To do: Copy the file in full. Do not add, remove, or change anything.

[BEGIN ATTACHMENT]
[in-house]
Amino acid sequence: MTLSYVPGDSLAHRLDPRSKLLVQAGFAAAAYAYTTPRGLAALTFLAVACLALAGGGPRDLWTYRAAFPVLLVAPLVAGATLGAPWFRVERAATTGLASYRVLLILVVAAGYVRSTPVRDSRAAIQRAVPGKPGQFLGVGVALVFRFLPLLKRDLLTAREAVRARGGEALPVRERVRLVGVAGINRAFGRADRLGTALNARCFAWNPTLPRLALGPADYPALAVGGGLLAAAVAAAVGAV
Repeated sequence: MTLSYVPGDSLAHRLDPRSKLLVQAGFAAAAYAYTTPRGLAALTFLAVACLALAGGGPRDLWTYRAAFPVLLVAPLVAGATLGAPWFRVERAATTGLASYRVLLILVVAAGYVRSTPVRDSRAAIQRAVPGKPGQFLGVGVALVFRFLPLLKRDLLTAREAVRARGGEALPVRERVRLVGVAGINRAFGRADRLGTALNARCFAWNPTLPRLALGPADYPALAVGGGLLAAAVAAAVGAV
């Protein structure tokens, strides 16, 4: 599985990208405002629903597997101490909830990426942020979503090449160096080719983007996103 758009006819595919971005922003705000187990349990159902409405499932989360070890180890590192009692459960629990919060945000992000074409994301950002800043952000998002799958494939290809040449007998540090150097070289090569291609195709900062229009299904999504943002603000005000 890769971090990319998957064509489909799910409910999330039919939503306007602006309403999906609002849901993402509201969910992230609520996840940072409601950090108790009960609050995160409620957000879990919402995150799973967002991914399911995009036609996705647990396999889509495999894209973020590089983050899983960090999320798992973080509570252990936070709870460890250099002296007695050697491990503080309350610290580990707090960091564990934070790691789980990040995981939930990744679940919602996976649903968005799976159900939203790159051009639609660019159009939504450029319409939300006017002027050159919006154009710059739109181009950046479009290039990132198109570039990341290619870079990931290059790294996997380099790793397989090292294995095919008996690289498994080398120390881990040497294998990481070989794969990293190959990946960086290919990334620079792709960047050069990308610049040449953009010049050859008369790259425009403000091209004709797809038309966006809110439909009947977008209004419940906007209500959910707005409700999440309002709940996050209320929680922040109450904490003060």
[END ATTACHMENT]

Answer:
[in-house]
Amino acid sequence: MTLSYVPGDSLAHRLDPRSKLLVQAGFAAAAYAYTTPRGLAALTFLAVACLALAGGGPRDLWTYRAAFPVLLVAPLVAGATLGAPWFRVERAATTGLASYRVLLILVVAAGYVRSTPVRDSRAAIQRAVPGKPGQFLGVGVALVFRFLPLLKRDLLTAREAVRARGGEALPVRERVRLVGVAGINRAFGRADRLGTALNARCFAWNPTLPRLALGPADYPALAVGGGLLAAAVAAAVGAV
Repeated sequence: MTLSYVPGDSLAHRLDPRSKLLVQAGFAAAAYAYTTPRGLAALTFLAVACLALAGGGPRDLWTYRAAFPVLLVAPLVAGATLGAPWFRVERAATTGLASYRVLLILVVAAGYVRSTPVRDSRAAIQRAVPGKPGQFLGVGVALVFRFLPLLKRDLLTAREAVRARGGEALPVRERVRLVGVAGINRAFGRADRLGTALNARCFAWNPTLPRLALGPADYPALAVGGGLLAAAVAAAVGAV
């Protein structure tokens, strides 16, 4: 599985990208405002629903597997101490909830990426942020979503090449160096080719983007996103 758009006819595919971005922003705000187990349990159902409405499932989360070890180890590192009692459960629990919060945000992000074409994301950002800043952000998002799958494939290809040449007998540090150097070289090569291609195709900062229009299904999504943002603000005000 890769971090990319998957064509489909799910409910999330039919939503306007602006309403999906609002849901993402509201969910992230609520996840940072409601950090108790009960609050995160409620957000879990919402995150799973967002991914399911995009036609996705647990396999889509495999894209973020590089983050899983960090999320798992973080509570252990936070709870460890250099002296007695050697491990503080309350610290580990707090960091564990934070790691789980990040995981939930990744679940919602996976649903968005799976159900939203790159051009639609660019159009939504450029319409939300006017002027050159919006154009710059739109181009950046479009290039990132198109570039990341290619870079990931290059790294996997380099790793397989090292294995095919008996690289498994080398120390881990040497294998990481070989794969990293190959990946960086290919990334620079792709960047050069990308610049040449953009010049050859008369790259425009403000091209004709797809038309966006809110439909009947977008209004419940906007209500959910707005409700999440309002709940996050209320929680922040109450904490003060």